authority. Much of the private sector is beginning to pay more 
attention to security and the need to have good security 
practices, to spend money on effective security, because they 
are beginning to see that poor security will have a deleterious 
impact on the bottom line. But it is still a problem in the 
rest of the private sector of getting the decision makers, the 
corporate decision makers, to focus enough attention and 
resources on that type of security.
    Senator Feinstein. Let me ask this question. Of these kinds 
of systems, and I am speaking about the big systems, what would 
you say the level today of vulnerability is, low vulnerability, 
medium vulnerability, or high vulnerability?
    Mr. Vatis. As a general matter, I would have to say it is 
high. I think there are significant vulnerabilities in these 
critical systems that not only can be taken advantage of but 
are being taken advantage of. We have not seen what some people 
have referred to as the electronic Pearl Harbor, where somebody 
has used those vulnerabilities to engage in a massive 
destructive attack. But just the examples that we have 
discussed this morning should be sufficient to indicate to 
people and to demonstrate that these significant 
vulnerabilities do exist. If teenagers can gain the type of 
access to the types of systems that we have seen just in the 
last couple of years, those instances in themselves should 
demonstrate the level of vulnerability.
    Senator Feinstein. We had one situation in San Francisco at 
a PG&E, it seemed to me, plant where everything got shut down. 
So what you are saying is, in the private sector, in terms of 
the civilian infrastructure, today, there is a very high 
vulnerability and that the private sector has not responded 
significantly to use available technology to quell that 
vulnerability?
    Mr. Vatis. It is a mixed bag, but I think, in general, when 
we are talking about those critical infrastructures, there are 
significant vulnerabilities that do exist and that is one of 
the reasons that we have been trying to engage in information 
sharing about the vulnerabilities, about the threats, to make 
people aware in the private sector of where the vulnerabilities 
lie, what types they are, and also what the threats are that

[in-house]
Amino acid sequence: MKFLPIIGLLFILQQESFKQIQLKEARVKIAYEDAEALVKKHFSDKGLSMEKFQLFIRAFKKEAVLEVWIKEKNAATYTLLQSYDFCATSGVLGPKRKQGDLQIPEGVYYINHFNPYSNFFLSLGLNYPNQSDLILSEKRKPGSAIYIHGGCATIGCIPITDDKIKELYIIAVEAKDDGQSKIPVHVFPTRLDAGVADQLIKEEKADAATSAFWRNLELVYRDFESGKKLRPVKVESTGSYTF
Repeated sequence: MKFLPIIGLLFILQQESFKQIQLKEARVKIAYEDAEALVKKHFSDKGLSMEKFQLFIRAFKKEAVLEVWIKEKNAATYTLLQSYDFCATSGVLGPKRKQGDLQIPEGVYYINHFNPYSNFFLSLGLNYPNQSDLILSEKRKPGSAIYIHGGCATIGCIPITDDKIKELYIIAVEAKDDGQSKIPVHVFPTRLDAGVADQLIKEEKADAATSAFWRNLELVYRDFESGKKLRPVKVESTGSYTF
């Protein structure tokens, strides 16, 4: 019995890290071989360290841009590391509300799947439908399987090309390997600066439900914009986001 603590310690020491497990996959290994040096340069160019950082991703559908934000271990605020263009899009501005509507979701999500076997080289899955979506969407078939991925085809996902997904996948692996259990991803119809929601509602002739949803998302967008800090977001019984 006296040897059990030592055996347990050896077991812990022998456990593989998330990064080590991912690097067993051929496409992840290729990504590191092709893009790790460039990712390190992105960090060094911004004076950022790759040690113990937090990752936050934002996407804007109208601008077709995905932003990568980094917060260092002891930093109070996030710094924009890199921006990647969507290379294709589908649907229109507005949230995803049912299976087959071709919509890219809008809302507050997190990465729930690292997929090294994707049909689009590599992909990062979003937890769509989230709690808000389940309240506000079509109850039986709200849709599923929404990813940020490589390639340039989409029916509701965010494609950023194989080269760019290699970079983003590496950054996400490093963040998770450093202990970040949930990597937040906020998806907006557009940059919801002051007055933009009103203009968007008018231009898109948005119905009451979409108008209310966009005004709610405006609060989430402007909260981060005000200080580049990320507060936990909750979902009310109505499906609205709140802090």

might take advantage of those vulnerabilities.
    But again, we should not act as though the private sector 
does not have its act together but the government does, because 
I think, as Mr. Tritak said and as the next panel will get 
into, there are also significant vulnerabilities in the 
government. So I think the Nation as a whole, both the private 
sector and the public sector, needs to face up to this and deal 
with these vulnerabilities.
    Senator Feinstein. Thanks very much, Mr. Chairman.
    Senator Kyl. Thank you. I think particularly important is 
the fact you brought out that the efforts here are not invasive 
of privacy but rather are important in order to protect 
people's privacy. That is very important.
    Senator Bennett.
    Senator Bennett. Thank you, Mr. Chairman.
    In July, you both testified before the Y2K Committee and 
there were no clear answers as to what cyber reconstitution 
was. We talked about that at that time. Can you tell me now, in 
the case of either a Y2K failure or an IW event, where there is 
an actual attack to try to shut something down, how the United 
States would facilitate cyber reconstitution, in other words, 
bring a system back up? This is for either one.
    Mr. Vatis. I think my answer would still be the same as in 
July, which is that reconstitution of private systems, at least 
for the first part of the answer, the responsibility resides 
first and foremost with the private sector, but the assistance 
to the private sector is the responsibility of the lead agency 
under PDD 63, to provide the expertise and any assistance that 
we can offer. Then the consequence management for disruption, 
providing emergency generators, for instance, in the event of 
an attack on the electrical power system, would be the 
responsibility of FEMA.
    Senator Bennett. Yes. Well, the FEMA example is the obvious 
one. You have a disaster, whether it is a tornado in Salt Lake 
City or an earthquake in California or a hurricane off the 
coast of Florida, and here is a government agency that steps in 
after the fact to try to help rebuild the essential 
infrastructure. I just asked the question in order to keep the 
issue alive, recognizing that we do not have those kinds of 
answers, but we need to keep focusing on this, because if 
somebody does succeed in shutting us down, we ought to have 
some sort of electronic FEMA in place that can say, all right, 
we were not able to prevent it, but we can reconstitute the 
service relatively quickly.